Creating a business plan is the first step to growing your practice.

During our tenures in the business, we have observed thousands of financial advisors, some highly successful and some not so successful. In most cases, the unsuccessful advisors were not following certain practices that the successful advisors were. We labeled information from those certain practices the keys to success.

We both believe strongly in the importance of learning from your mistakes, but wouldn't you agree that it is much easier and less costly if you can learn from other people's mistakes instead of your own?

The purpose of this article is to examine some of the keys to high-level production and then share with you some proven ideas on how to move your practice to the highest levels.

Key #1 Write a Business Plan

Perhaps the easiest mistake to make as a financial planner is to focus entirely on financial planning without applying planning to your own business. Sounds crazy? It's not! You are in the financial planning business, and you need to run it like any business-with a formal, written business plan.

Unfortunately, many financial professionals do not focus on how to run their business properly, and proceed without any clear goals or plans on how to achieve those goals. Many other advisors were taught by these same professionals and entered the business focused solely on calling all the people they knew to get themselves started. They also may have felt that they didn't have the capital to properly establish a business and ended up simply "shooting from the hip." Sadly enough, once they did have the capital, it may have seemed easier to continue on with the same approach.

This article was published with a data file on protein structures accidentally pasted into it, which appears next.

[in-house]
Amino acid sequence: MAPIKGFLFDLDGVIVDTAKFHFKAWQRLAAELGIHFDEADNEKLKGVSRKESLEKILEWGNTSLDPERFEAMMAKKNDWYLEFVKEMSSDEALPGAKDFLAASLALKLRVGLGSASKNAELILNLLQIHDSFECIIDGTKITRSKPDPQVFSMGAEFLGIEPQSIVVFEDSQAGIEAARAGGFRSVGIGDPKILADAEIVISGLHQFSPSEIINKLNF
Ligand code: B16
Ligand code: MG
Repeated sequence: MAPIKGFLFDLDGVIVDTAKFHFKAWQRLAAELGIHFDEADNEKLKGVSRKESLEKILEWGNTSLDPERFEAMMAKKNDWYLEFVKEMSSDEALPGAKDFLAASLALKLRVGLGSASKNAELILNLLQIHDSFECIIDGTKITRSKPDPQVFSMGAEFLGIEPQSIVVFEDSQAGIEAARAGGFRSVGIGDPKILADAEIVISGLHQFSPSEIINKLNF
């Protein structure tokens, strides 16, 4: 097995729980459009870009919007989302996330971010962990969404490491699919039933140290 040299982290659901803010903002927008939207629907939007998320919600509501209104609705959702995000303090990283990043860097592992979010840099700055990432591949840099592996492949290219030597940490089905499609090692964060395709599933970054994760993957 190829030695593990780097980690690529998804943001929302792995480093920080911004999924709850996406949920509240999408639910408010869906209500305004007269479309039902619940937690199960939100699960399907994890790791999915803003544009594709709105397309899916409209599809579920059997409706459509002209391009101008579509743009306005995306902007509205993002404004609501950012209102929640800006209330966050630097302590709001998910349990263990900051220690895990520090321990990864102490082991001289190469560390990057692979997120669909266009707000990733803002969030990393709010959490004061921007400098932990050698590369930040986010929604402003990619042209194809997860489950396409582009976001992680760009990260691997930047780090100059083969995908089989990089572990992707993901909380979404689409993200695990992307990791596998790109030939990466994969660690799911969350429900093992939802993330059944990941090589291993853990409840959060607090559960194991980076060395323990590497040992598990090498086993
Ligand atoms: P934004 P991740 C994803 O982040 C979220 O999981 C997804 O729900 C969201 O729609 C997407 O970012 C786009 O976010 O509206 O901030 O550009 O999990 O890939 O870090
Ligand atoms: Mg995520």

If you, like so many others, have fallen into the trap of working day to day without any long-term vision or written game plan, take a step back right now and ask yourself this question: "If your company was listed on the New York Stock Exchange, would you recommend it to your clients as an investment?"

All quality companies have established formal business plans in order to achieve their long-term goals, and so should you if you are going to have a successful practice.

Survey after survey shows one of the major problems financial advisors have is that they are so busy running their business they forget to sit down, take a look at the big picture, and plan their business.

We did a survey of high-level planners and found that most of these advisors did not have a written business plan. They only had either:

a list of goals,